The proof was in the parking - or lack thereof.
Lakeridge High School officials, students and parents turned out in blue and gold Monday to help convince the Lake Oswego Development Review Commission that parking near the school's athletic field is finally under control.
One by one, they spoke of frustrations they felt regarding the use of school fields, which have been the source of neighbor complaints. They also sang the praises of school officials who have worked to move school events and discourage illegal parking on Cloverleaf Drive.
'I think you're seeing the commitment tonight from the community,' said parent Gary DeStefano. 'We have a problem everybody wants - we have people participating.'
After nearly three hours of testimony, the commission unanimously agreed to renew the school's conditional use permit on the turf field. Panel members determined that the city-set conditions outlined by the permit had been met during the past eight months.
They also agreed to delegate supervision of city and other community events at the field to an organization chosen by the school.
While a number of individuals have expressed displeasure with traffic and parking at Lakeridge in the past, no one spoke in opposition of the school's permit renewal.
'It seems like you've been successful,' said Bill Tierney, commission chair, as he surveyed the room.
The decision came as good news to Principal Mike Lehman, who has worked to create positive school-neighbor relations by hosting a number of open forums.
'I am very pleased with the strong show of support,' he said. 'Tonight's meeting was a great example of how communities can work together to achieve common goals - we all want our students to have plenty of healthy options, and lighted fields create these safe opportunities for all of our kids.'
As part of the renewal agreement, the school will be required to submit an annual report for the next eight years.
To meet permit conditions, Lakeridge staff focused on communicating and enforcing traffic and parking rules during school events. Athletes and spectators were encouraged to park in school lots, rather than in the neighborhood.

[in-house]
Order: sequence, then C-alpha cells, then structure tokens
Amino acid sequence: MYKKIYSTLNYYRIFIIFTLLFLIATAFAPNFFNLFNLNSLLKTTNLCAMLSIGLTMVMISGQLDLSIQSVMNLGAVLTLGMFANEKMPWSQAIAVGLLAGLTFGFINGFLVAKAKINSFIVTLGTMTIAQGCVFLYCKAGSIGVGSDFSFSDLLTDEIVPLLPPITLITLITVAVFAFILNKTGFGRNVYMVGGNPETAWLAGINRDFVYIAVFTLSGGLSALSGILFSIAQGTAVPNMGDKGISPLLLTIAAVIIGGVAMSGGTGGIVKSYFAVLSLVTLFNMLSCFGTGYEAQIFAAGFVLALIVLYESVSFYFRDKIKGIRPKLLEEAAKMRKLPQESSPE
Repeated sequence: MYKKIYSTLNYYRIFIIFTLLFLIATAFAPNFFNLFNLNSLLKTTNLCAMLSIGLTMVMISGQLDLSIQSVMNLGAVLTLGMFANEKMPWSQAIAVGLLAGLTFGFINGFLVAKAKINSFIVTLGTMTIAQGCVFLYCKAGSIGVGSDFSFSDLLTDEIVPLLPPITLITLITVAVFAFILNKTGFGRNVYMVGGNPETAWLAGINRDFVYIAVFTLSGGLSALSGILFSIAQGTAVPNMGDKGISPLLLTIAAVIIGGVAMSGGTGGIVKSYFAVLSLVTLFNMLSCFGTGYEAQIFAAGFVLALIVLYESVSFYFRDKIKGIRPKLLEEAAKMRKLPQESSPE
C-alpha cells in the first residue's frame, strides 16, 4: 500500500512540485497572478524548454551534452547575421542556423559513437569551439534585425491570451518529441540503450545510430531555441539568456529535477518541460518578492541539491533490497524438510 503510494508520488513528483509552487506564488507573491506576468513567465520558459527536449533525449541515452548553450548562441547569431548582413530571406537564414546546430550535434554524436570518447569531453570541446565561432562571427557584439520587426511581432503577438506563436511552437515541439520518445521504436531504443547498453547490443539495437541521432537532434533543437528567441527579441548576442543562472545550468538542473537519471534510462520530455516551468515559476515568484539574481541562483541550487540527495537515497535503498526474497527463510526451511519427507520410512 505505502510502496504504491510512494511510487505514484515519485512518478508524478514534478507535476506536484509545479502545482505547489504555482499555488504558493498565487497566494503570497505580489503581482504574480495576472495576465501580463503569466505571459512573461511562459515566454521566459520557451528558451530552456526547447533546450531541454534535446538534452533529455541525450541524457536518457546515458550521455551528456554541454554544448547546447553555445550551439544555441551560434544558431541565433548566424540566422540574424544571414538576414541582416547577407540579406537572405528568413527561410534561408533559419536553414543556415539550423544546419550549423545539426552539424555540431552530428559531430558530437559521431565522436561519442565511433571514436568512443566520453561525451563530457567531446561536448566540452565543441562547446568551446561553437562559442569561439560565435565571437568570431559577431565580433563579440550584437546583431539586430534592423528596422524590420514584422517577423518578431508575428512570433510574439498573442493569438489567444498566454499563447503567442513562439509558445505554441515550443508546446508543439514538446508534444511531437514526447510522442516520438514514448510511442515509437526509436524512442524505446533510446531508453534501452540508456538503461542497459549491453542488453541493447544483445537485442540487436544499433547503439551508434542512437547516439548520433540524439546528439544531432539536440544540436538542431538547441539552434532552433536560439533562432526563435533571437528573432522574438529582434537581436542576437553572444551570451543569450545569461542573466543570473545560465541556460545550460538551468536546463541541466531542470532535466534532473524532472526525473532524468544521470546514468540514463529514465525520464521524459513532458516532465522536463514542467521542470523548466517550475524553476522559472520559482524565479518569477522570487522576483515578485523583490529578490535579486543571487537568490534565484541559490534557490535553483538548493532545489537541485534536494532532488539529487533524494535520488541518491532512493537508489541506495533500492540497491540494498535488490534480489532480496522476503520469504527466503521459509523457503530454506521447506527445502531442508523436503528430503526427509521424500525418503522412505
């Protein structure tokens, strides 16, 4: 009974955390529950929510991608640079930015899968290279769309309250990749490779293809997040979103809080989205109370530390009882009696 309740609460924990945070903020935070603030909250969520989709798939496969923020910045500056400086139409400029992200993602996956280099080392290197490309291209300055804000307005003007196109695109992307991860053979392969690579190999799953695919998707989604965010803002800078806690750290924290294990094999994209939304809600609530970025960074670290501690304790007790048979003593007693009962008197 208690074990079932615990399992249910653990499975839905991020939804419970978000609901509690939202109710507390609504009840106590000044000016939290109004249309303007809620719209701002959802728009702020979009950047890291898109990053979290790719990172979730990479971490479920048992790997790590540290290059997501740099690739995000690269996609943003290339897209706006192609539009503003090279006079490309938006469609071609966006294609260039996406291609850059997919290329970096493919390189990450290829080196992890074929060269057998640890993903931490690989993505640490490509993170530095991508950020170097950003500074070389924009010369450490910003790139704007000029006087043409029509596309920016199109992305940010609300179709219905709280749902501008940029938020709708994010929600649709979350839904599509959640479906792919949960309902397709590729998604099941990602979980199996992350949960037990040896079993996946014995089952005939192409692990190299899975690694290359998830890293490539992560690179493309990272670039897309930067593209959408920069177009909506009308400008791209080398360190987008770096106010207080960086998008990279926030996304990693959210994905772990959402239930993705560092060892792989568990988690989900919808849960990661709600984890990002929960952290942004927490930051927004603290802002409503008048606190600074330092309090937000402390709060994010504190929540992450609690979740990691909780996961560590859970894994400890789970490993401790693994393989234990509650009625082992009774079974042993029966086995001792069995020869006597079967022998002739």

A fire lane was placed on Cloverleaf, while the curb was painted red. The school also erected several 'no parking' signs.
'We're pretty pleased with results,' Korach said. 'There can't be 100 percent compatibility between facility and everyone in the nearby vicinity, but we've gotten pretty close to that.'
Officials had to present a detailed case of their efforts at the hearing. Not following city guidelines puts the school's privilege of using the fields at risk of having the permit revoked.
Parents and students who were present at the hearing wanted to make it clear that Lakeridge has been doing its part to remedy the problem.
For years, members of student Weston Cooper's family parked on Cloverleaf until they were told it was unacceptable.
'People can, and do, change,' Cooper said.
Some questioned why the conditional use was brought into question in the first place.
'It would be a shame to shrink the use of the school's only lighted surface because of issues that have been vastly improved,' said parent Rich Robbins.
While a fence along the field would most likely solve the parking problem, but school officials say they would like to leave the field open for unrestricted access.
'I think we're genuinely trying to be good neighbors in this situation, and I think it's paying off,' Korach said.